Judge Dan Aaron Polster of the U.S. District Court for the Northern District of Ohio cited tenets of Judaism as his reason for accepting a high-profile multi-district opioid legal case that has grown from 100 cases to nearly 1,300 in less than a year’s time.
“The first answer, half of that answer is sitting right in front of me, my exceptional mom, and also my late dad, Louis, the way I was raised,” Polster said Oct. 4 at a panel discussion, “Addiction and the Opioid Crisis: Revelations of Recovery, Community Action and the Legal System ” presented by Case Western Reserve University’s Laura & Alvin Siegal Lifelong Learning program.
He said he was taught “when you’re asked to do something hard and important, you should say, ‘Yes.’”
Polster, who grew up in the Ludlow neighborhood of Cleveland, credited his interest in sports, particularly baseball, and his Jewish upbringing for imbuing in him a sense of responsibility.
“It’s the Jewish thing to do,” said Polster, a member of Congregation Shaarey Tikvah in Beachwood and Park Synagogue in Cleveland Heights and Pepper Pike, where he teaches ninth grade Sunday school. “I was taught that if you have a chance to maybe help, even if it’s hard, you try to do it. And in our tradition, not succeeding isn’t failing, but not trying is failing.”
Polster has directed both plaintiffs and defendants to begin settlement discussions in the landmark opioid case. At the same time, he is moving forward with trials of three lawsuits in Ohio: the city of Cleveland, and Cuyahoga and Summit counties.
The other panelist, Andrew Pollis, a law professor at Case Western Reserve University in Cleveland, expressed reservations about the process of using a multi-district litigation in order to resolve the cases at hand.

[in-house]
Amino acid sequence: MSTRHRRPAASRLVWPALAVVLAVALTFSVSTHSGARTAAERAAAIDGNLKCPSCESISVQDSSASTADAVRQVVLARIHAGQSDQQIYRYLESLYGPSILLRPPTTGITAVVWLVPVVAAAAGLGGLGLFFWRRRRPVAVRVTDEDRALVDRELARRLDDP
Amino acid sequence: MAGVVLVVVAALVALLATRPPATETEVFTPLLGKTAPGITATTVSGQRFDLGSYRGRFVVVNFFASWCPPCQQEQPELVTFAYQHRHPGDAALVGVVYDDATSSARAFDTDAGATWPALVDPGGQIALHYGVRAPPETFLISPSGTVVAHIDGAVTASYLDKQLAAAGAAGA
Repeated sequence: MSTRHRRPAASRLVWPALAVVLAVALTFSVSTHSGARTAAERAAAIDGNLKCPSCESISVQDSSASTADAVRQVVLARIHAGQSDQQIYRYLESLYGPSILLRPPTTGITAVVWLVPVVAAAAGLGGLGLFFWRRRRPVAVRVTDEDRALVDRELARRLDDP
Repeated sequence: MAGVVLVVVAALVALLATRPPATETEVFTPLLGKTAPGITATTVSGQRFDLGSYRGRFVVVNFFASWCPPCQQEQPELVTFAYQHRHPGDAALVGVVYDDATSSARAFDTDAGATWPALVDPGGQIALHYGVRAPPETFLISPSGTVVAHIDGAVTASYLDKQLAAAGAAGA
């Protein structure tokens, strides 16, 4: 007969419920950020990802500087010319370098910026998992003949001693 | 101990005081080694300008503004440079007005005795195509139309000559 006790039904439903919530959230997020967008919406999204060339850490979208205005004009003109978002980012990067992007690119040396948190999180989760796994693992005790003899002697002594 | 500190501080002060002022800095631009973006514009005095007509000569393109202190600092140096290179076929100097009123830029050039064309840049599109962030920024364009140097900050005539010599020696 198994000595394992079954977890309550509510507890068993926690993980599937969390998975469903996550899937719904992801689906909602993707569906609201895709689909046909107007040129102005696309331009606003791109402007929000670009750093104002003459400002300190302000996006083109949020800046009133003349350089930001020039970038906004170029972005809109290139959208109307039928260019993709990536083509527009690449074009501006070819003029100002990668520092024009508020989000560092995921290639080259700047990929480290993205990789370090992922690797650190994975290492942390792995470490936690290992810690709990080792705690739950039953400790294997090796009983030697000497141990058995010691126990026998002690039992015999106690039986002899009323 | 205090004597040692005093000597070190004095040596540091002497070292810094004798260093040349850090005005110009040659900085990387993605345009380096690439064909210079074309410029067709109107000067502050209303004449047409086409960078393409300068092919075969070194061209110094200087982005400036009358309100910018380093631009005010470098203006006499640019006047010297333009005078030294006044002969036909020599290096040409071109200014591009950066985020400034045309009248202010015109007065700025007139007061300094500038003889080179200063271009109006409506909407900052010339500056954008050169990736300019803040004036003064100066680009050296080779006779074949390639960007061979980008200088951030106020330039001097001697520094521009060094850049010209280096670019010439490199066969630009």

“My concern about MDL is that it takes 1,300 voices, or however many there are, and puts all of that power in one person,” Pollis said.
Polster responded, “The corollary is the only way our federal court system could handle this is through the MDL. This would completely overwhelm our courts if it wasn’t consolidated.”
He said he would look for both financial and systemic, or behavioral, change on the part of the defendants in any settlement.
“It can’t be solved by a lawsuit – or 1,300 lawsuits,” Polster said.
In June, Purdue Pharma, the manufacturer of Oxycontin, an opioid drug that has a high risk of addiction, and a defendant in the case, stopped marketing the drug and as a result, laid off its sales force.
“In any settlement, if there is a settlement, there is a monetary component, and there will be a behavioral component.”
Polster said money from any settlement would go toward treatment.
“I’ve made it clear that all of the money is going to go to this crisis,” he said. “The big bucket is recovery.”
The judge and law professor spoke in the second of a four-part series at Landmark Centre in Beachwood, which was attended by about 40 people.
“I do something on this case every day,” said Polster, who has other cases to handle simultaneously. “I’m committed to see it through, no matter where it goes.”
Sheryl Hirsh introduced and spearheaded the series. Her daughter, Melissa Koppel, died of a heroin overdose five years ago, after developing an addiction to prescription painkillers used to treat migraine headaches. Hirsh is assistant director of Case Western Reserve University’s Laura & Alvin Siegal Lifelong Learning program in Beachwood.
Kevin S. Adelstein, publisher and CEO of the Cleveland Jewish News and president of the Cleveland Jewish Publication Company, is moderating the series.